A 46-year-old gentleman with no known co-morbids presented to the Aga Khan University Hospital Karachi ER on 25th November 2019 with complaints of high-grade fever, petechial rash on limbs and trunk, abdominal pain, and non-projectile vomiting for the last 3 days. On arrival his heart rate was between 60-80 beats per minute, and he had low blood pressure. After stabilising the patient’s vitals, the investigations showed, positive dengue antigen with platelet count of 12x109 per litre. The patient was admitted in the special care unit and was treated for dengue. He was transfused 12 pints of platelets in two days. On the third day of admission the patient started complaining of tinnitus and decreased hearing on the left side. An otolaryngology consult was generated for evaluation. Rinne test was positive bilaterally and Webber test was lateralized to the left suggesting left sided sensorineural hearing loss. The patient subsequently underwent Pure Tone Audiometry (PTA) and Speech Audiometry (SA) at the Audiology suite. The PTA showed a sensorineural hearing loss of 90dB, and the SA showed no repeatable words. (Figure1) An MRI Brain was also done to rule out any other intracranial causes of unilateral hearing loss however it was found to be normal. The patient was started on oral prednisolone at 40 mg per day in a tapering dose for 3 months. At 3 months PTA and SA were repeated. PTA showed an improvement at some frequencies from 90dB previously to 60dB and SA showed 20% speech discrimination score. (Figure 2) The patients’ tinnitus resolved after steroid therapy. The gentleman on follow-up was explained the rarity of his disease and a written consent was taken to publish his case as case report.
In this case, a diagnosis of dengue associated with sudden sensorineural hearing loss was made with very little improvement over time. Dengue is an arthropod borne acute viral infection3,5 while SSNHL is a hearing loss without any history of otological disease. In our case there was no history of noise exposure, use of ototoxic drugs, autoimmune disease, surgical intervention, or any medical cause that would explain SSNHL. Multiple viruses are known to have an association with SSNHL but Dengue causing SNHL has been reported in case reports only.2,5 Therefore, we recommend that if patients with dengue complain of aural symptoms it should be investigated promptly.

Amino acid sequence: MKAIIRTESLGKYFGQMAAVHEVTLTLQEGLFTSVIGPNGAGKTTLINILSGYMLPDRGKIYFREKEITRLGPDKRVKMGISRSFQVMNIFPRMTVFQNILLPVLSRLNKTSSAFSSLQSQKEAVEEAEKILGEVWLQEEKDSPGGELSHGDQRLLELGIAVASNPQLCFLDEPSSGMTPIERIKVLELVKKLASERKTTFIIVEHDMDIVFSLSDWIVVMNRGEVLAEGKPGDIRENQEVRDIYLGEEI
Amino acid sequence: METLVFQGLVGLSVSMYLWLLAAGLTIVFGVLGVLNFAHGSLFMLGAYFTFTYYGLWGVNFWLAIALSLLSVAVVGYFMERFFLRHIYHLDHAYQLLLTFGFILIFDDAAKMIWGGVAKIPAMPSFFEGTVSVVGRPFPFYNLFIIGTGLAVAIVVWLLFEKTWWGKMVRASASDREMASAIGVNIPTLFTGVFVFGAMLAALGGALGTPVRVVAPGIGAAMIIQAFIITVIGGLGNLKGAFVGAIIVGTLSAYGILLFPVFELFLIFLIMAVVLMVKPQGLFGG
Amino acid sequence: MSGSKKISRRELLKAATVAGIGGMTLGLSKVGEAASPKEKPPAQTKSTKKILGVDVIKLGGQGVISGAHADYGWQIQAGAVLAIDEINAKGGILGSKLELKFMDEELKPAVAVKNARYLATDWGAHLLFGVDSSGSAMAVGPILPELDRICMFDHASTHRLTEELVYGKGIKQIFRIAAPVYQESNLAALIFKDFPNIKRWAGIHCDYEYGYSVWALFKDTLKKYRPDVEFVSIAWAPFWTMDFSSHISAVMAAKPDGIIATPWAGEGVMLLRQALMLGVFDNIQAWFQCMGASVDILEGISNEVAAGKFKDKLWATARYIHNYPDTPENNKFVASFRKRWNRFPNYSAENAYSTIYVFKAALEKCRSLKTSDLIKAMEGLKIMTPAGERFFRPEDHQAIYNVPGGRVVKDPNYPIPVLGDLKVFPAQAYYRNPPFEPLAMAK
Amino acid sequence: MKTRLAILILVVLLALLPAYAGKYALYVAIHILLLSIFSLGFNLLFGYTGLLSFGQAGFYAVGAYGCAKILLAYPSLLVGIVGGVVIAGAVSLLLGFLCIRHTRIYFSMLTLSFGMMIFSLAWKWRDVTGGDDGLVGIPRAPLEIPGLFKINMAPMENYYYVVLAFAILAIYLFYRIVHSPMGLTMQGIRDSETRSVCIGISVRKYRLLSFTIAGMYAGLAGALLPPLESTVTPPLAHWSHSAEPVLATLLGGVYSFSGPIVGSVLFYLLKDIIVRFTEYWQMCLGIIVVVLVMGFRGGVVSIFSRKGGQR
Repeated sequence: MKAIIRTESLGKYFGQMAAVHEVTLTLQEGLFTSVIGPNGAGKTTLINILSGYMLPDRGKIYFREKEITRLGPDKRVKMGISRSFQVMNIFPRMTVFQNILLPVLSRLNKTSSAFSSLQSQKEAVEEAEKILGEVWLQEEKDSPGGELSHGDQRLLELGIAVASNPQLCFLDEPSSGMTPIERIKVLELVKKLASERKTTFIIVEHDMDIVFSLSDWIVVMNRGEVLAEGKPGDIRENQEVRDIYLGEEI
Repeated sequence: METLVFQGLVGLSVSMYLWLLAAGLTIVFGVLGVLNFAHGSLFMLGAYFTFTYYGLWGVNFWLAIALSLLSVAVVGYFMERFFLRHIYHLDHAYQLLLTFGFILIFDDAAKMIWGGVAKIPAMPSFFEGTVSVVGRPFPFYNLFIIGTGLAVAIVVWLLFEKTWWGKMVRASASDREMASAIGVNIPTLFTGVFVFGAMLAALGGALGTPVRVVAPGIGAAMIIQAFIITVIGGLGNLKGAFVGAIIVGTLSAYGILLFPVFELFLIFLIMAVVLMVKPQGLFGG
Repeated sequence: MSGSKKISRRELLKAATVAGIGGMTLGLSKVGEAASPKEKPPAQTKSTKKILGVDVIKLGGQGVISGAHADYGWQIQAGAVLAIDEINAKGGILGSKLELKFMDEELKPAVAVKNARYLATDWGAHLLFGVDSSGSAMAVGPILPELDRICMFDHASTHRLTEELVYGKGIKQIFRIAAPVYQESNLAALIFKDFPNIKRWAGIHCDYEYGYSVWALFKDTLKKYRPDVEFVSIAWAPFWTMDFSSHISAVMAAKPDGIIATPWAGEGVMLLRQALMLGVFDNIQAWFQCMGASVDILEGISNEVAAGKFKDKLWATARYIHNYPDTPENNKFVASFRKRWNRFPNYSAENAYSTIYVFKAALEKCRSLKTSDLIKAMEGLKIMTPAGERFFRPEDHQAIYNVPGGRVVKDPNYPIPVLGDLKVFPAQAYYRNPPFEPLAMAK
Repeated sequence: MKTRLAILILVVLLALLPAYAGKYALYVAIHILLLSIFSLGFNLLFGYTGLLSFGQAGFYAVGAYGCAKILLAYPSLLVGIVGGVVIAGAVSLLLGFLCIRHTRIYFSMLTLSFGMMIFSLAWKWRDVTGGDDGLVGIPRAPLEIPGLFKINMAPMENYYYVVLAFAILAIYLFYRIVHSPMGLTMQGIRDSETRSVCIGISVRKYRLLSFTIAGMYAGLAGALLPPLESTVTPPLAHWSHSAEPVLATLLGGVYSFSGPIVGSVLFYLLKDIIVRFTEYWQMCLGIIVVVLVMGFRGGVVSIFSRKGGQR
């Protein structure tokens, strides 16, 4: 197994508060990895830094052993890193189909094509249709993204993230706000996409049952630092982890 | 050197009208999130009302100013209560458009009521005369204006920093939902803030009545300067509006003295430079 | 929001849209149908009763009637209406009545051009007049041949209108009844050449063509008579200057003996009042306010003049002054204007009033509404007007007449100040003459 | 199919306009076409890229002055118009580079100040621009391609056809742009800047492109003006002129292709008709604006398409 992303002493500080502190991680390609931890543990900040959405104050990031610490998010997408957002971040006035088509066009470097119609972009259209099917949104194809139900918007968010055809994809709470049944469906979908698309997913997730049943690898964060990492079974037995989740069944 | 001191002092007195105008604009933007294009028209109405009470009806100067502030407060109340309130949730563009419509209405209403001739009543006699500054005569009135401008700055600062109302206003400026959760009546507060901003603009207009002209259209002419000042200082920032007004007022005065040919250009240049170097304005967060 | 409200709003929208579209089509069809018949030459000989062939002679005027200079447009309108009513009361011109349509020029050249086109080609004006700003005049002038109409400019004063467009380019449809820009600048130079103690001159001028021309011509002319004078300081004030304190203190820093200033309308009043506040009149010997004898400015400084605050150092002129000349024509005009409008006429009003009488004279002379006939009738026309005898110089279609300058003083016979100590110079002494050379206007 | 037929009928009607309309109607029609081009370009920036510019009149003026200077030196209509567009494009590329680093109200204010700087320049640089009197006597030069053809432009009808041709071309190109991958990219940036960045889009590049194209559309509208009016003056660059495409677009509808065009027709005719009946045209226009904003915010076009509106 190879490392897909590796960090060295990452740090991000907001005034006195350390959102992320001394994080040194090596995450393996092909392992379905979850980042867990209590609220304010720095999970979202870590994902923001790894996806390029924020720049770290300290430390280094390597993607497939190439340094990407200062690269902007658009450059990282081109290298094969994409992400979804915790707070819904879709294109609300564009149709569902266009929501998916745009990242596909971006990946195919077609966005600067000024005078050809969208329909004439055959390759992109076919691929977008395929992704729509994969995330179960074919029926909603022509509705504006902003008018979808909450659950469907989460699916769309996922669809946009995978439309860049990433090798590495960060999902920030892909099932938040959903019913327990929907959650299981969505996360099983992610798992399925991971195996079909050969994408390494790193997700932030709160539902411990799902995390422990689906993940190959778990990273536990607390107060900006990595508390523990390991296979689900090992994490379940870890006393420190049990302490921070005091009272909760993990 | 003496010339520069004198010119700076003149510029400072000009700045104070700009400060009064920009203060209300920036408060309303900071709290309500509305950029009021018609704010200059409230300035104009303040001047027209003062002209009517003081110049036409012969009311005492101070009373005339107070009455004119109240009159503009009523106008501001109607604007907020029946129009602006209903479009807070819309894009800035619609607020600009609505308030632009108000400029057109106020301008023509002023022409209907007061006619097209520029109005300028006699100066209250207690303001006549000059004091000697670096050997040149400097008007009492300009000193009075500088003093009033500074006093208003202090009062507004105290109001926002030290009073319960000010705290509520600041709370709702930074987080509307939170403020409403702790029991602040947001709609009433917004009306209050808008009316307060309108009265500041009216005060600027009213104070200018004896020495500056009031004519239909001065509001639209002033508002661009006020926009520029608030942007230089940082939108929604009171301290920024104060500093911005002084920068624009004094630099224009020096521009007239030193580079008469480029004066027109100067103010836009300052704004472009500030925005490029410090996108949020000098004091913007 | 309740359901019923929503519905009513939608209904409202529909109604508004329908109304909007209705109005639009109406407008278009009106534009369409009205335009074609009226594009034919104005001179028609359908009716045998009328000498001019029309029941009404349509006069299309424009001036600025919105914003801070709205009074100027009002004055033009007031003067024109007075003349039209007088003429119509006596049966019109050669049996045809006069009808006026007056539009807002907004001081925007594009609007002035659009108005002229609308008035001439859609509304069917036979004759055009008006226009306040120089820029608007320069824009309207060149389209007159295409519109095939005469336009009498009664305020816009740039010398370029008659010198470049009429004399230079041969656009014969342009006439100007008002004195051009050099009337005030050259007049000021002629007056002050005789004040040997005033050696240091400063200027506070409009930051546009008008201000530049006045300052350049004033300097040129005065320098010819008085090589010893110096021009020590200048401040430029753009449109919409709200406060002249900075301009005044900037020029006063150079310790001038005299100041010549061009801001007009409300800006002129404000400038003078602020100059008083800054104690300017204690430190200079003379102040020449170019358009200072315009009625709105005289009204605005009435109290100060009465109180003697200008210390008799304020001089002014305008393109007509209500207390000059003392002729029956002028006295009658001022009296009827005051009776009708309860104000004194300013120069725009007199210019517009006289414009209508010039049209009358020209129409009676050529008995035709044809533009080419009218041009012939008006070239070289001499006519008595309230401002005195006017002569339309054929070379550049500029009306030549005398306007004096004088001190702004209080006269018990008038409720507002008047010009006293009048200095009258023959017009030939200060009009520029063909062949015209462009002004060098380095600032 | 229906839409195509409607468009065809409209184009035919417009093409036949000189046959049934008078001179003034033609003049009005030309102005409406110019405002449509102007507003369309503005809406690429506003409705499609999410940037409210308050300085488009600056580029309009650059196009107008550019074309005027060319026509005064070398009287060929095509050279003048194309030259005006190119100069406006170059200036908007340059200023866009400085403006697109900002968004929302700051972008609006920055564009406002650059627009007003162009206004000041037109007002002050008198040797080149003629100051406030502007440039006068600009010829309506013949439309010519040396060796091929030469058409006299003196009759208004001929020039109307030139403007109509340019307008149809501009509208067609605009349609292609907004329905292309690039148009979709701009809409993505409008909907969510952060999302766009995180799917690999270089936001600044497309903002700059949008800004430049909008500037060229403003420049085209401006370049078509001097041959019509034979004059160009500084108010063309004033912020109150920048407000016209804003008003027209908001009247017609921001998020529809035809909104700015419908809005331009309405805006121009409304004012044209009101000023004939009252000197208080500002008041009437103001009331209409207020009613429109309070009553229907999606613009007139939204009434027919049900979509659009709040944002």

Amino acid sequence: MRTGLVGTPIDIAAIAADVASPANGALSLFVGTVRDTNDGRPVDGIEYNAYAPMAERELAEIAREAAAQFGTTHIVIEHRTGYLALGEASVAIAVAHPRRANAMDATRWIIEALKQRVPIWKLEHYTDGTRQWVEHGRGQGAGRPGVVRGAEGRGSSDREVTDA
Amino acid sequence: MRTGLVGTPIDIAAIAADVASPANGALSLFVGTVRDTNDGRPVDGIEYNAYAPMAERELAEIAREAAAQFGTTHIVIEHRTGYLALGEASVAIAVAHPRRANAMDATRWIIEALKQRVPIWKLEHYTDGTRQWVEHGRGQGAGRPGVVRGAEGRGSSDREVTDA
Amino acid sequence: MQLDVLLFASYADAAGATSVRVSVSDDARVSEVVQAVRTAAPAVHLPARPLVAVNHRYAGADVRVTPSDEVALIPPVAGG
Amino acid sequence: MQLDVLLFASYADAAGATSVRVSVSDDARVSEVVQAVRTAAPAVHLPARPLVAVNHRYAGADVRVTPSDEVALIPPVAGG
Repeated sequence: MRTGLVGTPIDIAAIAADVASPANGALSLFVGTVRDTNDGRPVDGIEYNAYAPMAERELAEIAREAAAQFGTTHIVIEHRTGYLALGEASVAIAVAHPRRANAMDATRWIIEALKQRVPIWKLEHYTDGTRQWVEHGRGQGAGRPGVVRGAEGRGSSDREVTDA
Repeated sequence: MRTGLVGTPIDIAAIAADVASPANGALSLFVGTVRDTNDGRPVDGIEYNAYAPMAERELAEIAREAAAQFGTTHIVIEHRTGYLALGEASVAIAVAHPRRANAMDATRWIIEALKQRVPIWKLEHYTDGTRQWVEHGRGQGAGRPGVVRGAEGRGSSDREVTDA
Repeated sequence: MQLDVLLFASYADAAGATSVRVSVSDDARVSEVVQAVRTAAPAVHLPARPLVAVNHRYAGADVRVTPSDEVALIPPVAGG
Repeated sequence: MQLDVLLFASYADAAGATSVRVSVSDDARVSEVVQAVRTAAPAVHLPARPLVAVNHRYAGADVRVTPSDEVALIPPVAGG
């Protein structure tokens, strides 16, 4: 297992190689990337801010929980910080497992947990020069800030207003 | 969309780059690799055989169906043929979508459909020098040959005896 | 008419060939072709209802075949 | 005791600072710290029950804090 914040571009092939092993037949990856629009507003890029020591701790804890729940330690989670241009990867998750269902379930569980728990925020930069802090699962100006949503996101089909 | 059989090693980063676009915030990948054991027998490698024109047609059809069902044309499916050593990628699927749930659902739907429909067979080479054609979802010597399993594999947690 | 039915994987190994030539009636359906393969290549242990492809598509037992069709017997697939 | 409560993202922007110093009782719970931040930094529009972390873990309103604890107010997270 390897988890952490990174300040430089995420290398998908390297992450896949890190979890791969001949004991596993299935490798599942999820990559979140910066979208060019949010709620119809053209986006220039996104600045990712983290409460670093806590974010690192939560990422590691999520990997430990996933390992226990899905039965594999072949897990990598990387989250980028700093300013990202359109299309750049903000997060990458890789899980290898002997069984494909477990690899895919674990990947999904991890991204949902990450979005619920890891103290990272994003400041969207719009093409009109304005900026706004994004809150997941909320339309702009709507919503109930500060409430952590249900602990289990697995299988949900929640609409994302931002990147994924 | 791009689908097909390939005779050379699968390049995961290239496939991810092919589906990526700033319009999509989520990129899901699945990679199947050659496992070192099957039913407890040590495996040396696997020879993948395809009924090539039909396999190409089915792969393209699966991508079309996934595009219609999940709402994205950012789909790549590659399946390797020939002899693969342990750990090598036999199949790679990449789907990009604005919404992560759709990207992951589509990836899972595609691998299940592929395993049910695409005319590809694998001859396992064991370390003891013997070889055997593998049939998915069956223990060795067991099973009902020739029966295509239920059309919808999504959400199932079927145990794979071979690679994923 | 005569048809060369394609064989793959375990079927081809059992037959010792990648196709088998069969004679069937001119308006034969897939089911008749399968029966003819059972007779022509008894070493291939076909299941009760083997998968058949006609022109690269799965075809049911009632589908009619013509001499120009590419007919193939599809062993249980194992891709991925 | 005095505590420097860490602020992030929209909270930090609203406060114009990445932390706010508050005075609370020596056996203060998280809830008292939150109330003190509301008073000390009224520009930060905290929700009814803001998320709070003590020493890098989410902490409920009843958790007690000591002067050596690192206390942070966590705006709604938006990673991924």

One proposed mechanism of SSNHL after viral infection is invasion of the cochlear cavity or nearby soft tissues by the virus via blood or CSF causing inflammation (chochlitis/ neuronitis).2,5 Invasion of the cochlea by virus was proved when Westmore et. al. isolated mumps virus from the perilymph of a young female suffering from SSNHL after an episode of parotitis.2 The other proposed mechanism is activation of a dormant virus in the inner ear.2 There is also a third proposed mechanism which suggests that viral infection anywhere in the body can set off an antibody response that can in turn affect the cochlea,2,8 a hypothesis also known as the immune mediated hypothesis.8
Patients with dengue fever usually present with very vague symptoms, and rarely a positive examination finding. Some patients may have hyperaemia of the oropharynx, nose and nasopharynx,1 while a few patients may also have retro-orbital pain or frontal headaches with nasal discharge. In ear related symptoms, vertigo may be present however, SSNHL has not been reported in existing literature.2
It is also pertinent to note that the blood supply of the cochlea and labyrinth is via an end artery and according to an experimental study, disruption in blood supply to the cochlea for even one hour may result in irreversible hearing loss.2
In majority of cases of SSNHL, the exact cause is very difficult to isolate. In existing literature, multiple viruses have been proven to cause hearing loss however, dengue virus is not one of them. A total of only three case reports have been published on the topic including one published earlier in 2014 by Bruna et. al. reporting bilateral SSNHL in a patient after haemorrhagic dengue,8 however, our patient had unilateral SSNHL.
SSNHL is a unique and rare presentation of dengue fever and clinicians need to look for SSNHL in such cases. We advise further studies to correlate relationship of dengue virus as a causative agent for SSNHL.
Disclaimer: We have reviewed the scan report. Thirty-three percent overlap is shown with a student paper Aga Khan University. This is because an initial draft of our manuscript was submitted for review as a student paper in Aga Khan University. Certain revisions were advised at that time, which were made. Therefore, the current manuscript is completely original, and the overlap is only due to an earlier version of the paper present in the Turnitin database, that was submitted as student paper in AKU and analysed via Turnitin.
Conflict of interest: No conflict of interest.
Funding disclosure: No funding to disclose.